WASHINGTON—The Trump administration is seeking to blunt domestic opposition to its trade policies with a relief package for farmers affected by the U.S. trade spat with China, say officials involved in the discussions.
[Bob Davis, Siobhan Hughes and Jesse Newman | April 12, 2018 | WSJ]
The aid package, which could climb into the billions of dollars, is still being developed. Agriculture and congressional officials are examining Depression-era programs like the Commodity Credit Corp., which was created in 1933 to stabilize farm incomes, and which permits borrowing of as much as $30 billion from the Treasury to finance its activities. Using the CCC would also give the administration an existing program to tap, rather than having to devise something new that would need to clear Congress.
These programs haven’t traditionally been used in trade fights, but Congress has started to clear the way for the CCC to be tapped.
Last month, lawmakers lifted restrictions that, until now, stood in the way of the Agriculture Department using a special price-support program to aid farmers. The change, tucked into a sweeping, $1.3 trillion spending bill, reversed years of restrictions that had prevented the CCC from supporting farm prices or buying surplus products.
Sen. Chuck Grassley (R., Iowa) said that the Trump administration could rely on the CCC and related authorities to shield farmers from the effects of any tariffs imposed by China. “I’ve had a conversations with people in the administration that thought if there were ever tariffs imposed, that the income coming from the tariffs could be used for that purpose,” Mr. Grassley said on Tuesday.
Farmers are on the front lines of the U.S.-China trade fight. China is targeting U.S. agricultural products for tariffs in retaliation for U.S. levies on Chinese goods because Beijing realizes that the Farm Belt was crucial to President Donald Trump’s electoral victory. Mr. Trump said on Monday that farmers may initially take a financial hit from tariffs, but “we’ll make it up to them.”
By putting together a farm-relief program, the administration hopes that will make it less likely China will focus as heavily on farmers. That is because Beijing would know the farmers have an income stream even if they are hit by levies in retaliation for U.S. tariffs.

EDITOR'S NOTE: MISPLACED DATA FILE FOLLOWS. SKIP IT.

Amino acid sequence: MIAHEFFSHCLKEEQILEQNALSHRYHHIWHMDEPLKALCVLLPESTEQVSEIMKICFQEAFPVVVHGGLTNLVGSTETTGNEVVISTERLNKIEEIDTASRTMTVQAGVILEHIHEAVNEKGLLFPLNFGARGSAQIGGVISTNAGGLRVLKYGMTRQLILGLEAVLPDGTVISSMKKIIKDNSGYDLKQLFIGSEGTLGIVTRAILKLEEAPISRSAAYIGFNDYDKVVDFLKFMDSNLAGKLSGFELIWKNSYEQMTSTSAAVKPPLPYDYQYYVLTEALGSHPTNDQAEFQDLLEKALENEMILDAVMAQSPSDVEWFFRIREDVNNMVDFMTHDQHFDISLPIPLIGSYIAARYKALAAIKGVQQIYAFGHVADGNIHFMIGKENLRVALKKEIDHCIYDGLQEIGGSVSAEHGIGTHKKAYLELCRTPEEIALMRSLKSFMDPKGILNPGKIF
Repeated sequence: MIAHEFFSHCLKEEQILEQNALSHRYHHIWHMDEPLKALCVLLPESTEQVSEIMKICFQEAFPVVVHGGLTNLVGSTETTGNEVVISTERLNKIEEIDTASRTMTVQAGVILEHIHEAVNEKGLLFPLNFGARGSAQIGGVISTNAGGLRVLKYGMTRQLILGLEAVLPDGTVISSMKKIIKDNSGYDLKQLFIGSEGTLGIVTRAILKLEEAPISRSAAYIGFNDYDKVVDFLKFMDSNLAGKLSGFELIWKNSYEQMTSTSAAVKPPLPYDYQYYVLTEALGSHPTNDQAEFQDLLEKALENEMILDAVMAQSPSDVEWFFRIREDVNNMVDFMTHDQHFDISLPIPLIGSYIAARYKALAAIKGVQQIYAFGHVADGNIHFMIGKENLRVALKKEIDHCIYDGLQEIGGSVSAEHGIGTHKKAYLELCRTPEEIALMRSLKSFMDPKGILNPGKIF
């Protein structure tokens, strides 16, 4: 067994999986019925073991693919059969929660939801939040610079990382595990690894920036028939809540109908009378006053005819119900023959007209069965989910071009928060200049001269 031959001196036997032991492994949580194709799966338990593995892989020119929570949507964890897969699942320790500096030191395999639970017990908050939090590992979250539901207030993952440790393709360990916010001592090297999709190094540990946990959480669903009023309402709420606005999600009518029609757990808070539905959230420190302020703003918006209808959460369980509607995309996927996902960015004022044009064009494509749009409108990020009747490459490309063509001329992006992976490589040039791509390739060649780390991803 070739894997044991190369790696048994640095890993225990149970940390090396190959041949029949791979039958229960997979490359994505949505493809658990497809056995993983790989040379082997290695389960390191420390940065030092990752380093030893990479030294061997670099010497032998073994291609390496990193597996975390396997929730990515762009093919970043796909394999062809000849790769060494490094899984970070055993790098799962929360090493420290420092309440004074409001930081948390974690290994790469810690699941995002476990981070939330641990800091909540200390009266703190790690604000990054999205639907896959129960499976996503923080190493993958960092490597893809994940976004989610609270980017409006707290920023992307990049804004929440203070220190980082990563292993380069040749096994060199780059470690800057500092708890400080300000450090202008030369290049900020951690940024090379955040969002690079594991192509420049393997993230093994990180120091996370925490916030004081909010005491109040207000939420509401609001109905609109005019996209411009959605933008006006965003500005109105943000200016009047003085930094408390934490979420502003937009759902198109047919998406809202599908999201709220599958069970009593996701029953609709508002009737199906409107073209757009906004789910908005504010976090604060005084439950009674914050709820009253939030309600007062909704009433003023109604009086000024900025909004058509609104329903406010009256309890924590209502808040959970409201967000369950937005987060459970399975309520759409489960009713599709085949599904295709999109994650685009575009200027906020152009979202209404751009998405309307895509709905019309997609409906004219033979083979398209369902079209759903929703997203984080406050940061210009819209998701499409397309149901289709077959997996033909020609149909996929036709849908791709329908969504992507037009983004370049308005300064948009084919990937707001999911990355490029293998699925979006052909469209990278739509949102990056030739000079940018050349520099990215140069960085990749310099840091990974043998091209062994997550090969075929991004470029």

Many farm groups say they aren’t looking for a handout and would rather have unimpeded trade with China. “Farmers are more interested in negotiation [with China] than mitigation,” said Davie Stephens, vice president of the American Soybean Association and a farmer who raises crops near Clinton, Ky. “Let’s get an agreement where tariffs don’t have to be implemented.”
Soybeans are one of the U.S. exports likely to face Chinese tariffs if the current trade tensions unfold as many people fear.
Some Republicans are amplifying those concerns. “This administration proposal is Saturday-morning-cartoon central planning,” Sen. Ben Sasse (R., Neb.) said in response to the news that the Trump administration was examining the use of the CCC. “We want more trade, not less. Farmers want to feed the world and win with trade. Now, some in Washington instead want to pay them to lose. That’s a bad idea and not a real strategy to fight Chinese cheating.”
A coalition of about 45 trade associations, representing industries from high technology to shoes—and all of which oppose tariffs on China—are focusing their lobbying efforts on agriculture in pitches to Capitol Hill and the White House, said those involved in the lobbying. “Farmers are seen as the one group able to change the president’s mind,” said a lobbyist involved in the effort.
Farmers for Free Trade, a trade group supported by the American Farm Bureau Federation, as well as by pork, wheat and corn producers, said it has so far spent $650,000 on an anti-tariff television ad, featuring a soybean farmer. The ad is airing in markets surrounding Washington, D.C., and Mar-a-Lago, Fla., Mr. Trump’s weekend retreat.
China retaliated against U.S. steel and aluminum tariffs by imposing tariffs ranging from 15% to 25% on U.S. pork, fruits, wine and nuts. Beijing then threatened 25% tariffs on U.S. soybeans shortly after the U.S. targeted a passel of Chinese goods for alleged violation of U.S. intellectual property laws.
Prices for soybeans tumbled last week after China’s threats, though the market has since rebounded, thanks to poor U.S. weather and signs a U.S.-China trade war could still be avoided. Hog prices fell more than 5% in early April when China said it would start levying planned tariffs on U.S. pork.
The volatility in prices—as well as shifting opinions over whether a full-scale trade war will break out—pose many unanswered questions that make it difficult to devise a compensation plan, said, Darci Vetter, a former agriculture trade official in Obama and Bush administrations.
“Who would be considered harmed and eligible? How would you structure a payment to them? How would you deliver it across the country?” she asked.
Working out the details could take months, she said, extending uncertainty through the fall season when farmers typically purchase seed and other crop supplies for the coming year.
An Agriculture Department spokesman said that “it wouldn’t be prudent to give away our playbook and let China know exactly how we would plan to mitigate what they have threatened.” The spokesman said, “We will not allow our agricultural producers to bear the brunt of China’s retaliation.”